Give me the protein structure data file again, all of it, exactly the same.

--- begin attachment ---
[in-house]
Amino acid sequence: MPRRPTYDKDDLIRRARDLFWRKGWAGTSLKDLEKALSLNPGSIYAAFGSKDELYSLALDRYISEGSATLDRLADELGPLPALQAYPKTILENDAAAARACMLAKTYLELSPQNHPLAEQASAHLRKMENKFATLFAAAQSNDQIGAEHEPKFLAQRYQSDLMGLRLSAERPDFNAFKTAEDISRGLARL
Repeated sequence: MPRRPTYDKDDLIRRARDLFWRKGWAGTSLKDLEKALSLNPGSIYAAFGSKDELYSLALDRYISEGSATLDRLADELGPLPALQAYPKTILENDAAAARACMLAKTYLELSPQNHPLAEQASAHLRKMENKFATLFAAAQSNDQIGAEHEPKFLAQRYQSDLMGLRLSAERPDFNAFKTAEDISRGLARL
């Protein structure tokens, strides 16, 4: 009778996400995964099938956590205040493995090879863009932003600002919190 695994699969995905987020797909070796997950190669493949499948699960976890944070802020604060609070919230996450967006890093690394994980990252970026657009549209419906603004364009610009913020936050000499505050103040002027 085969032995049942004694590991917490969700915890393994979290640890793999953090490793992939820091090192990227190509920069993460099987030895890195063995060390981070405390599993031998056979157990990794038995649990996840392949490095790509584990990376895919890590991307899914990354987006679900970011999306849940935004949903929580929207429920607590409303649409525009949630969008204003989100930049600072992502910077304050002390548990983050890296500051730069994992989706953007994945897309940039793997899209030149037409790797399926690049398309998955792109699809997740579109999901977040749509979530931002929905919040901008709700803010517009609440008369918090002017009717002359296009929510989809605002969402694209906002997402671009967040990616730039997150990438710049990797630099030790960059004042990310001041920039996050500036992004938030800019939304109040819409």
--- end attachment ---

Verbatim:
[in-house]
Amino acid sequence: MPRRPTYDKDDLIRRARDLFWRKGWAGTSLKDLEKALSLNPGSIYAAFGSKDELYSLALDRYISEGSATLDRLADELGPLPALQAYPKTILENDAAAARACMLAKTYLELSPQNHPLAEQASAHLRKMENKFATLFAAAQSNDQIGAEHEPKFLAQRYQSDLMGLRLSAERPDFNAFKTAEDISRGLARL
Repeated sequence: MPRRPTYDKDDLIRRARDLFWRKGWAGTSLKDLEKALSLNPGSIYAAFGSKDELYSLALDRYISEGSATLDRLADELGPLPALQAYPKTILENDAAAARACMLAKTYLELSPQNHPLAEQASAHLRKMENKFATLFAAAQSNDQIGAEHEPKFLAQRYQSDLMGLRLSAERPDFNAFKTAEDISRGLARL
């Protein structure tokens, strides 16, 4: 009778996400995964099938956590205040493995090879863009932003600002919190 695994699969995905987020797909070796997950190669493949499948699960976890944070802020604060609070919230996450967006890093690394994980990252970026657009549209419906603004364009610009913020936050000499505050103040002027 085969032995049942004694590991917490969700915890393994979290640890793999953090490793992939820091090192990227190509920069993460099987030895890195063995060390981070405390599993031998056979157990990794038995649990996840392949490095790509584990990376895919890590991307899914990354987006679900970011999306849940935004949903929580929207429920607590409303649409525009949630969008204003989100930049600072992502910077304050002390548990983050890296500051730069994992989706953007994945897309940039793997899209030149037409790797399926690049398309998955792109699809997740579109999901977040749509979530931002929905919040901008709700803010517009609440008369918090002017009717002359296009929510989809605002969402694209906002997402671009967040990616730039997150990438710049990797630099030790960059004042990310001041920039996050500036992004938030800019939304109040819409």